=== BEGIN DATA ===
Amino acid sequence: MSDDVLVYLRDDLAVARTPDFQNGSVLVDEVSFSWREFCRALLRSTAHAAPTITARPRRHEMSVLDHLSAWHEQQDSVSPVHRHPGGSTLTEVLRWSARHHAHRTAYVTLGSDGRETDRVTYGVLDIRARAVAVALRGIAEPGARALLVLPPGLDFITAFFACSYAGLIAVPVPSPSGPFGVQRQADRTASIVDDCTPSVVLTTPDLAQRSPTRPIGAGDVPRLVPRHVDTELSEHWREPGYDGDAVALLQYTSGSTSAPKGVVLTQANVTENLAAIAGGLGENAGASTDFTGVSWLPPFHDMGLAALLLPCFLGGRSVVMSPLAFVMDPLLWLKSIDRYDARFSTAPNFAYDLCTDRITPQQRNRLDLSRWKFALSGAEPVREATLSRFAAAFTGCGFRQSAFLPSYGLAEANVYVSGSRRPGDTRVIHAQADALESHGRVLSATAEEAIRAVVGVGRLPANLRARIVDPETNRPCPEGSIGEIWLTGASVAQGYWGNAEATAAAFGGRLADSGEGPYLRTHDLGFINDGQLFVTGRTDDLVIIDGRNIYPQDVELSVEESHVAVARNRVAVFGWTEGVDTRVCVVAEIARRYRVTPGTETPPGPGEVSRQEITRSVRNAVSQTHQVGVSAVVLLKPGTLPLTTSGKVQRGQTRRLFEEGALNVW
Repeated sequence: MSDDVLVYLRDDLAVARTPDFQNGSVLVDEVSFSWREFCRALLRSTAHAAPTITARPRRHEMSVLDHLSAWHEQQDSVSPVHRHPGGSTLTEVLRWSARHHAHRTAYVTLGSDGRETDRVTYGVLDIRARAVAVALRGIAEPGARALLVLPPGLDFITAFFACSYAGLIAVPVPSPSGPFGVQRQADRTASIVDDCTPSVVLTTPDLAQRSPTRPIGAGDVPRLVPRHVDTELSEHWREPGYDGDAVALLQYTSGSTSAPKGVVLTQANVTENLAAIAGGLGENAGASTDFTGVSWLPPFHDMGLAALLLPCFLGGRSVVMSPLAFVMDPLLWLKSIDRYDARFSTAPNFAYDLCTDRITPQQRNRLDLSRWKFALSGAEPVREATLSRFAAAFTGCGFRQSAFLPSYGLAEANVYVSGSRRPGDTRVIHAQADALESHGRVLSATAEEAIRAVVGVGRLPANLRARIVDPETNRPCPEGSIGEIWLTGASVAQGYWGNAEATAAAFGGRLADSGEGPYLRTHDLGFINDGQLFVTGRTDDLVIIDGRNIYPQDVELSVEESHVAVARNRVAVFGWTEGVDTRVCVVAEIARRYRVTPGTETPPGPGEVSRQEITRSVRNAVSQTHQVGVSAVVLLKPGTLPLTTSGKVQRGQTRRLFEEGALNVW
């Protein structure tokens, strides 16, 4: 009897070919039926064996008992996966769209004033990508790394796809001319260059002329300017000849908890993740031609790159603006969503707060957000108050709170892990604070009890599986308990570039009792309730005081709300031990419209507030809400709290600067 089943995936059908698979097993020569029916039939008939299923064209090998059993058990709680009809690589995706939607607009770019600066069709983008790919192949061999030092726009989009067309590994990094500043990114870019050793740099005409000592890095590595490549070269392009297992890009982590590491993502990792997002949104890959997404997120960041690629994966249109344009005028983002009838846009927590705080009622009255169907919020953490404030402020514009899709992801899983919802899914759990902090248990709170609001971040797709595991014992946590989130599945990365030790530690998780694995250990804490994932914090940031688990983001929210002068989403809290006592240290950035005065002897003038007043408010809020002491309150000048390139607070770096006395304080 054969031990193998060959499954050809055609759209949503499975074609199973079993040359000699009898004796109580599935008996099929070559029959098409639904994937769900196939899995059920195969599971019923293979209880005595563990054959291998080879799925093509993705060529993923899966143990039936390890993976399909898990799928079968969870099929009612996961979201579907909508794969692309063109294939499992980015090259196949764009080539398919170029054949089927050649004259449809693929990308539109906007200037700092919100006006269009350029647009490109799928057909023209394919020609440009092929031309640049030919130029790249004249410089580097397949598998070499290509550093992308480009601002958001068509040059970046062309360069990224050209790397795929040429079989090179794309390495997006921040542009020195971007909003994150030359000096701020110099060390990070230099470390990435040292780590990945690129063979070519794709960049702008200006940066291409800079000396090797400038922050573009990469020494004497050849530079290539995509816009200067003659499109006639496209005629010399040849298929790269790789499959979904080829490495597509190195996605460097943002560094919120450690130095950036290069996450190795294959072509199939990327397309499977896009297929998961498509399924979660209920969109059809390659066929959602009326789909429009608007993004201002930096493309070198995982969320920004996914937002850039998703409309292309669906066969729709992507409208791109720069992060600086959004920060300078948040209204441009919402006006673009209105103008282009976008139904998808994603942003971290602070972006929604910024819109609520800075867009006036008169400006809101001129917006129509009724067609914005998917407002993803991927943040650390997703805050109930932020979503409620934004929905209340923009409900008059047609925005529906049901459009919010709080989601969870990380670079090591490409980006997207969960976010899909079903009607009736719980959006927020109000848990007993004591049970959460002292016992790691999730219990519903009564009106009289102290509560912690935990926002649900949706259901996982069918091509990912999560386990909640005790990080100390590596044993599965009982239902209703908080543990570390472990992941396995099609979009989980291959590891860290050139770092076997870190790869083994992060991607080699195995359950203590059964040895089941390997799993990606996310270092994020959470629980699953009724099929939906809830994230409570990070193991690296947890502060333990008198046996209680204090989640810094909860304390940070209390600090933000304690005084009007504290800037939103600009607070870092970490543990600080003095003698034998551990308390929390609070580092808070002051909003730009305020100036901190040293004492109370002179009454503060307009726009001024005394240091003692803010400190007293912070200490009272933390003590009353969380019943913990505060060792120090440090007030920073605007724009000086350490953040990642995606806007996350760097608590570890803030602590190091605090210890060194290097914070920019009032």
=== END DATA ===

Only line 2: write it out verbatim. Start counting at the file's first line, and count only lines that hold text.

Repeated sequence: MSDDVLVYLRDDLAVARTPDFQNGSVLVDEVSFSWREFCRALLRSTAHAAPTITARPRRHEMSVLDHLSAWHEQQDSVSPVHRHPGGSTLTEVLRWSARHHAHRTAYVTLGSDGRETDRVTYGVLDIRARAVAVALRGIAEPGARALLVLPPGLDFITAFFACSYAGLIAVPVPSPSGPFGVQRQADRTASIVDDCTPSVVLTTPDLAQRSPTRPIGAGDVPRLVPRHVDTELSEHWREPGYDGDAVALLQYTSGSTSAPKGVVLTQANVTENLAAIAGGLGENAGASTDFTGVSWLPPFHDMGLAALLLPCFLGGRSVVMSPLAFVMDPLLWLKSIDRYDARFSTAPNFAYDLCTDRITPQQRNRLDLSRWKFALSGAEPVREATLSRFAAAFTGCGFRQSAFLPSYGLAEANVYVSGSRRPGDTRVIHAQADALESHGRVLSATAEEAIRAVVGVGRLPANLRARIVDPETNRPCPEGSIGEIWLTGASVAQGYWGNAEATAAAFGGRLADSGEGPYLRTHDLGFINDGQLFVTGRTDDLVIIDGRNIYPQDVELSVEESHVAVARNRVAVFGWTEGVDTRVCVVAEIARRYRVTPGTETPPGPGEVSRQEITRSVRNAVSQTHQVGVSAVVLLKPGTLPLTTSGKVQRGQTRRLFEEGALNVW